Cyclists in the South of England, Yorkshire and Merseyside appear to be benefiting most from efforts by rail operators and others to make it easier for people to combine bike and train journeys. That’s the message from yesterday’s National Cycle Rail Awards 2011, held in the august surroundings of the Members’ Dining Room of the House of Commons, where those regions dominated the prizes.
Hosted by the All-Parliamentary Cycling Group and sponsored by infrastructure provider Broxap, the awards are organised by the Association of Train Operating Companies (ATOC) and date back to 1997, taking their present form in 2004.
The awards were introduced by Department for Transport Minister of State Theresa Villiers, herself a cyclist, who said that besides cycling's role in areas such as tackling congestion and climate change as well as providing health benefits, it was more than anything else “a great way to get around.”
Moreover, she continued, it was one that opened up a wider catchment area to rail and underground stations – although like any cyclist who lives uphill from their local station, she lamented the contrast between coasting down to the station at the start of the day with the post-work slog back home, describing it as her own “personal problem with cycle-rail integration.”
Talking of the schemes nominated for the awards, she said: “The kind of projects we are paying tribute to today play an important role in persuading more people to cycle and persuading more people to take the train, both very worthy goals.”
Nominations for this year’s awards were described by the organisers as “the best yet.” Many of the award winners and highly commended schemes have previously been featured here on road.cc, and were held up yesterday evening as examples of best practice that others can seek to emulate.
One initiative we covered when it was launched last year scooped the prize for Innovation, sponsored by First Group. That was the Leeds Cycle Point, opened in September 2010, which combines secure cycle storage with a shop operated by Evans Cycles complete with hire and repair facilities.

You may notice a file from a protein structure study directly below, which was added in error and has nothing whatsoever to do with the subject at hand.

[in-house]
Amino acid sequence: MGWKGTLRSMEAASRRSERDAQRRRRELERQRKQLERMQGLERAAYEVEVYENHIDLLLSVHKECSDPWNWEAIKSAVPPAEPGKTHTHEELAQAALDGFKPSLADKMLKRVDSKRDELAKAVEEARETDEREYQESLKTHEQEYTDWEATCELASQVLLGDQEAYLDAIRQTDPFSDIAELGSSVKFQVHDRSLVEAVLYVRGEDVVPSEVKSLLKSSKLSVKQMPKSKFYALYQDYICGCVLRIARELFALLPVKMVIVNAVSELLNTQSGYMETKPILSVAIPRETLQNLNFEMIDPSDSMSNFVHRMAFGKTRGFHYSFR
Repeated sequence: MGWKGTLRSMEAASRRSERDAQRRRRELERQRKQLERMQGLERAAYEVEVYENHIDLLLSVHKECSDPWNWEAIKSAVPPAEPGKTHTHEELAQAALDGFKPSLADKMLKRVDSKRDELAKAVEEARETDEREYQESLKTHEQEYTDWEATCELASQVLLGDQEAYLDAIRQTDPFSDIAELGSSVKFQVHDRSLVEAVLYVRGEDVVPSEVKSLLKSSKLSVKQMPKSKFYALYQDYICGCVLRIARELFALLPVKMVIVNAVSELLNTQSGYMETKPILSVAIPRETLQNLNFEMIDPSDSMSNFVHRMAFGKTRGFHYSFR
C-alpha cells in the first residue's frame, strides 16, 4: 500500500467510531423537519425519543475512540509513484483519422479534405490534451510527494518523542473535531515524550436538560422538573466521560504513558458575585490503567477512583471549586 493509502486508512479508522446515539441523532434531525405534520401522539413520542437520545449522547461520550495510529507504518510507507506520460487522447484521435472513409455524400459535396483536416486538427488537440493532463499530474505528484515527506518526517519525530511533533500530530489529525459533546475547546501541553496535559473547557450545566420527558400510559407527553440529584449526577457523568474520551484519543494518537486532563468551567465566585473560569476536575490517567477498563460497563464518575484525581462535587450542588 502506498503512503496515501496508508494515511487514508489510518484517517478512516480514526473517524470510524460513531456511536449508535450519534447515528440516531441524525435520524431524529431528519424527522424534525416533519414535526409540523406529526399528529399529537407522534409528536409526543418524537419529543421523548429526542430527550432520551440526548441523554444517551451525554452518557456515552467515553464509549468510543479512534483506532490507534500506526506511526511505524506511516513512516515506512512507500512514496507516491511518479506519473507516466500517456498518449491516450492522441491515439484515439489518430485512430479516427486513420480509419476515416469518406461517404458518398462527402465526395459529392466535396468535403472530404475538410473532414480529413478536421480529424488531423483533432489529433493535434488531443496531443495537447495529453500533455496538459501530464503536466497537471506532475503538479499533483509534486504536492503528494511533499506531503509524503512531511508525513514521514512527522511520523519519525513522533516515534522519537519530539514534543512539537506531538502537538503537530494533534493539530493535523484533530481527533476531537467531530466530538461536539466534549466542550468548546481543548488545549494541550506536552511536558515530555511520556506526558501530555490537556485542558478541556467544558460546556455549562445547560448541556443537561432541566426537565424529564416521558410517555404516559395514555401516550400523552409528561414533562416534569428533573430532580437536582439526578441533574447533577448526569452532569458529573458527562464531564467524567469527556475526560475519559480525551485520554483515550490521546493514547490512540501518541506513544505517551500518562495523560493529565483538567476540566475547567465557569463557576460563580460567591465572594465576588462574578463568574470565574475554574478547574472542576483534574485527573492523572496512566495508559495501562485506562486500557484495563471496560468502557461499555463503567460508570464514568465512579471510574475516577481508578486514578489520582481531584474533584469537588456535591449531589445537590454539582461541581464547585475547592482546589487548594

Highly commended in the category was Virgin Trains for its Cycle Hub at Stoke-on-Trent station, with a special mention for its Brompton bike hire initiative enabling passengers to complete their journey by bike. The same operator was also highly commended in the Best Customer Service category.
The judging panel, comprising transport writer Christian Wolmar, who acted as compere, Martyn Brunt, National Cycle Network Development Manager at Sustrans, and Conrad Haigh, Integrated Transport Manager at ATOC, said that Leeds Cycle Point merited the Innovatin award because “it spearheaded a new approach to first-class provision for cyclists.”
It’s no coincidence that Northern Rail, which operates Leeds Station, is owned by a Dutch company, Abellio, with the Leeds Cycle Point following the FietsPoint model that has proved successful in the Netherlands.
Northern Rail itself won the award sponsored by its parent company, for Partnership Working, with particular praise reserved for its Northern Rail Cycle Forum which meets three times a year, with 35 regular attendees, which judges said had been “an effective tool to both the train company and cyclists in achieving their goals.”
They also highlighted the fact that the company’s nomination listed 57 partners, saying that “partnership working is key to the strategic delivery of all cycle-rail activities at Northern.”
First Capital Connect and Hertfordshire County Council were highly commended in this category due to their work including increased cycle parking provision at 14 stations, “encouraging cycling to station in an area of the country that has traditionally been heavily car dependent.”
South West Trains won the award for Operator of the Year, sponsored by Cyclepods, with judges citing its delivery of “more cycling facilities than any other train company” and its “innovation with new concepts such as Brompton Dock, a vending machine for hiring folding cycles at Guildford Station.”
Those and other measures had led to “a transformation of cycle facilities and cycle usage to the stations,” with a 9 per cent modal shift to cycling building on “what were already high usage figures.”